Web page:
Toronto
2 min

‘Fixing’ Cawthra Park

Outsider decides sex is inappropriate

RESPECT. Sex at the AIDS memorial is always a rough topic. Credit: Dan Ogilvie

An audit of Cawthra Square Park targets park sex and other “inappropriate activities.



Nancy Smith, an urban safety consultant commissioned by the city, says Cawthra’s Sep 8 “safety audit” was an off-shoot of the city’s $2-million Community Action Policing initiative – and the message sounds similar.


“The parks department identified a number of parks all over the city that required some intensive cleaning – also some parks where very clear inappropriate activities were taking place,” Smith says.


“Cawthra has been identified by a number of residents in the Church-Wellesley area as having different conflicts.”


Representatives from parks and recreation, operations and maintenance staff, police, residents and users of the park are to be included in the study. It’ll take a month or so to complete a report.



Says Smith: “There are going to be some issues where people say, ‘Look, this activity is going on in the park – people having sex in bushes, people doing drugs.'”


The goal, she says, is to “physically clean it up, and clean it up in terms of having appropriate activity.”



That might mean cutting down trees, shrubbery, and other camouflage.



Notions of installing more spotlights are being bandied about, too.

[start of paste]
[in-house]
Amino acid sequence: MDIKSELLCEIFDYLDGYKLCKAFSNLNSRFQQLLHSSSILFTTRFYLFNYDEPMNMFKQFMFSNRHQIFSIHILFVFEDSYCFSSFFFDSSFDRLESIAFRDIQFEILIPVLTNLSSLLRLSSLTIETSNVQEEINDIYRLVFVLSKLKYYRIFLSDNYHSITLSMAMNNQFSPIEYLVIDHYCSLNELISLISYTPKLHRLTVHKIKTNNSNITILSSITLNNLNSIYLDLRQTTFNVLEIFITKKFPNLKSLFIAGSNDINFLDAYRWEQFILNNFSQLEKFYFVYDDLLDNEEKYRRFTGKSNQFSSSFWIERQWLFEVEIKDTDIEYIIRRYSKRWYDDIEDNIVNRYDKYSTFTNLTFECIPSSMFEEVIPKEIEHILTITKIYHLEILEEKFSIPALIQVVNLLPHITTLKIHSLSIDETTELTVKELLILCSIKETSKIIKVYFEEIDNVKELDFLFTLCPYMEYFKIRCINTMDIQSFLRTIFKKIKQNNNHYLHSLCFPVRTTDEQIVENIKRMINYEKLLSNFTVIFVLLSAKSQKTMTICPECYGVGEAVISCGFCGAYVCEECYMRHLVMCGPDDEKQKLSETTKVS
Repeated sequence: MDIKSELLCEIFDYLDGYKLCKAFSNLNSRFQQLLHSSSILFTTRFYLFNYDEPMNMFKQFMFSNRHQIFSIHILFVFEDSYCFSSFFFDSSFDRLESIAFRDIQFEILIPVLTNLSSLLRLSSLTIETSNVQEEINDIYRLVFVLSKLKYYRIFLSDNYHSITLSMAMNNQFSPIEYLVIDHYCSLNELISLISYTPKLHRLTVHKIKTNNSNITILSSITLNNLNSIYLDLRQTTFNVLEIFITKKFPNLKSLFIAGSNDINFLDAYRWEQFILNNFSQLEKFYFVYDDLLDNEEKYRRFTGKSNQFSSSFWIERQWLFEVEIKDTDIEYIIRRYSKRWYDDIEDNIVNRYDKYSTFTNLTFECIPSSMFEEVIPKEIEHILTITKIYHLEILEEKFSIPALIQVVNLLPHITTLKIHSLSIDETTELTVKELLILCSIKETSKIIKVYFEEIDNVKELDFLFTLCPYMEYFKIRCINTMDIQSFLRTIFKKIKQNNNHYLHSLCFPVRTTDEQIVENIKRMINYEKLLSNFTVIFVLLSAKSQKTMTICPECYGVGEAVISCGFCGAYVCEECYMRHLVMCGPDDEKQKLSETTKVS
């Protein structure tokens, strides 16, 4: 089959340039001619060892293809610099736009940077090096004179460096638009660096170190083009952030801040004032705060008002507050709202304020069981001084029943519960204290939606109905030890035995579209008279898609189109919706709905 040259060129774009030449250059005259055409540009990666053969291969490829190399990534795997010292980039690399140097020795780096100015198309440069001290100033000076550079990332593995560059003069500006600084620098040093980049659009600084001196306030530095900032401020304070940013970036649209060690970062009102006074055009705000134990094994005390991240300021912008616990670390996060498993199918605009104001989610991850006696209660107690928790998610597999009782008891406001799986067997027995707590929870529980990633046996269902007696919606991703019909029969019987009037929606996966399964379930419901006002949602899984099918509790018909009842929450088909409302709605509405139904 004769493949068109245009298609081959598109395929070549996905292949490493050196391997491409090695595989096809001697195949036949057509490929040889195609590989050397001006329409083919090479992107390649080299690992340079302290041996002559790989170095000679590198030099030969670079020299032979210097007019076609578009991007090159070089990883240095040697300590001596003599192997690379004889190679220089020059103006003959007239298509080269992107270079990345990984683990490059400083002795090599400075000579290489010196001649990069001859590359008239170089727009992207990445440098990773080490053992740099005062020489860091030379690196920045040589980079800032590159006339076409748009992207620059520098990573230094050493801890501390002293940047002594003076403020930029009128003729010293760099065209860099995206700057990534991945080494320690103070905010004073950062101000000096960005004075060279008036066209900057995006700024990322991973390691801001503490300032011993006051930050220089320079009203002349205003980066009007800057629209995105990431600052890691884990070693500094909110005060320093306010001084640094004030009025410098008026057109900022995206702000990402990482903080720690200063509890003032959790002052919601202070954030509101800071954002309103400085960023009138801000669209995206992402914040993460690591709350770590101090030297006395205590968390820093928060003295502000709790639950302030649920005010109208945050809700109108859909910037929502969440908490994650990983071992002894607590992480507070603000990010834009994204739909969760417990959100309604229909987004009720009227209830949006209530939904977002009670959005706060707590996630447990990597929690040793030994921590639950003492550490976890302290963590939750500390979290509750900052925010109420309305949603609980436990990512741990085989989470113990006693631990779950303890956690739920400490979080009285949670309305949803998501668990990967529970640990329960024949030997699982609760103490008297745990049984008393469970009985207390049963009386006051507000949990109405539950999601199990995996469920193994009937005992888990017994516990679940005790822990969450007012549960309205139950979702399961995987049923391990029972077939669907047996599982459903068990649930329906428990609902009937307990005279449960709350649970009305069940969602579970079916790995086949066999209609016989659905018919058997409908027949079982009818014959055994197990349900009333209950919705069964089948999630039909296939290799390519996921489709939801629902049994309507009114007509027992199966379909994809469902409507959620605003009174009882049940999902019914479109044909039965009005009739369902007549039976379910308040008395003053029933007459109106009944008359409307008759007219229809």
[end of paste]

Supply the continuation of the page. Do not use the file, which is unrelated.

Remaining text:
“It’s a very intense park, the way it’s used,” says Smith.



“We’re going to be looking at the design of the park. Are there places where perhaps the layout needs to be changed in some way? Are there bushes or trees that need to be trimmed or cut back?



“Certain things, like adding lighting is very expensive, so that’s something that might be a little bit down the road, whereas tree-trimming is fairly inexpensive.”



The audit was announced less than two weeks in advance by James Dubro – chair of the Church-Wellesley Neighbourhood Police Advisory Committee. The timing didn’t allow for publicity in Xtra.



Dubro says Smith is commissioned to put together a group to monitor park activities and identify safety concerns.



But he’s not sure that Cawthra’s foliage should be destroyed.



“Fewer green spaces?” asks Dubro, who also serves as media chair for the June 13 Committee. “There’s so few now. I can’t see why they’re doing that.



“I certainly wouldn’t advise anyone to put more lights in.”



Jearld Moldenhauer – who recently discovered that a healthy birch he planted as a memorial for the late James McPhee had been hacked down by a city worker – sees an anti-sex crackdown that goes beyond Cawthra.



Moldenhauer says he recently went cruising in High Park. Two traditional gay spaces are gone.



“Enormous areas of large trees have suddenly disappeared -clear-cut,” Moldenhauer says.



“I don’t think this has anything to do with safety.



“I figure if they won’t tell me that my memorial tree was cut down, they’re certainly not going to honest about anything else.”



Smith, however, is quick to note grumbles from Cawthra-area residents on everything from dog poo to drinking and drugs. She says she will encourage area residents to use the park for more appropriate activities to drive the bad stuff out.



But, she says, “You’re never going to get rid of all the bad stuff.”